Have you ever seen a young ball player line a ball right to a fielder and get angry at himself for not getting a hit? Have you ever seen a young ball player bloop a single into shallow center field and still get angry at himself because it wasn't hit hard?
It occurs excruciatingly often during youth baseball games, and the motive behind the bad behavior isn't too much of a mystery. Early in every athletes career, they are told to give it everything they have and leave it all out on the court or field. The method of showing this dedication is left up to the interpretation of the athlete.
Many young competitors think that getting mad over routine miscues shows the average spectator that "they care more", as in staying permanently disappointed in themselves, as if being permanently dissatisfied sets them apart from other athletes.
As a result of this misunderstanding, many players find their mindset traveling down a dangerous rabbit hole of negativity, making baseball even harder than it already is and causing them to believe they are failing more than they really are.
The fact of the matter is that the game is hard enough without playing with uncontrolled negative emotions. In a game where you fail 70% of the time, holding yourself to the expectation of perfection is a sure way to drive yourself insane with frustration and send that failure rate skyrocketing.
Even without perfect aspirations, it's tough to stay positive in baseball. And when we find ourselves developing a negative mindset, we find hits harder to come by and success all but an illusion.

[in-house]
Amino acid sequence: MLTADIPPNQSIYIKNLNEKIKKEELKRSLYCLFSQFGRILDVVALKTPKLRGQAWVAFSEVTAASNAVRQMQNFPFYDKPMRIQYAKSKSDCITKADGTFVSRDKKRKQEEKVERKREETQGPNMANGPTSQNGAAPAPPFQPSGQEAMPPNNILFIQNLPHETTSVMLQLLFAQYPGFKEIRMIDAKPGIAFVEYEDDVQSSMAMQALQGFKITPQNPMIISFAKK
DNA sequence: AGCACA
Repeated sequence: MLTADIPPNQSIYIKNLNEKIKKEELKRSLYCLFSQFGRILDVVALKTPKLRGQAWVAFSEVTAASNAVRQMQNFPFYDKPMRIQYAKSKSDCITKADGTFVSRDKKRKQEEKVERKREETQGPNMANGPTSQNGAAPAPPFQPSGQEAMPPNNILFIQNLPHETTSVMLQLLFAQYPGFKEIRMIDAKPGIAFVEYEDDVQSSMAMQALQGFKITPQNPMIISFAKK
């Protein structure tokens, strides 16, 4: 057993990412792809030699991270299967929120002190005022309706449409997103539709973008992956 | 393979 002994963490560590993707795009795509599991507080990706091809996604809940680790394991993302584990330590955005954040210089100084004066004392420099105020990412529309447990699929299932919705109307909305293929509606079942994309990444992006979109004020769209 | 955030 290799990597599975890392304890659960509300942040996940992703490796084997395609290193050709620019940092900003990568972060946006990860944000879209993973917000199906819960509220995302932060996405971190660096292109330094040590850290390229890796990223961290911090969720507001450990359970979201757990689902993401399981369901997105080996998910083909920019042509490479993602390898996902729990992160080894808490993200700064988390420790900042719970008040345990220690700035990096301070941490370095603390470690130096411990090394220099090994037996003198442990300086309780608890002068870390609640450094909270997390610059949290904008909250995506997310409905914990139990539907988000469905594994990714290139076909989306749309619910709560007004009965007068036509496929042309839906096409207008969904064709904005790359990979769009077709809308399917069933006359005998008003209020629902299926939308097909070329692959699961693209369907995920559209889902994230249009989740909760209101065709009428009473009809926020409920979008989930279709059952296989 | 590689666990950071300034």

If we're smart, however, we'll figure out a way to flip this script.
The solution? Give yourself more "wins".
I like to rewrite my script for success. Instead of worrying about my result, I find my success in the process. I win an at bat if I:
Only swing at pitches in the zone I'm hunting without chasing any pitcher's pitches
Have a 5-plus pitch at bat
Barrel any ball
Execute my mechanical approach every swing I take
Get a hit of any kind
Needless to say it's a more lenient self-grading rubric. Don't get me wrong - in the cage, I'm my own harshest critic. I'm a perfectionist. But when it comes game time, all the matters is the next at bat and my mindset I'm bringing to the plate with me.
We can all agree that a positive outlook leads to a higher chance to success, so why are we so intent on beating ourselves into the ground? Give yourself a break. You're not slacking off by cutting yourself slack. You're putting yourself in a position to succeed. Hitters can't stay sane knowing they fail 70% fo the time, so flip the narrative. Try giving yourself a 70-80% chance to succeed and watch what it does to your mindset - and your batting average...
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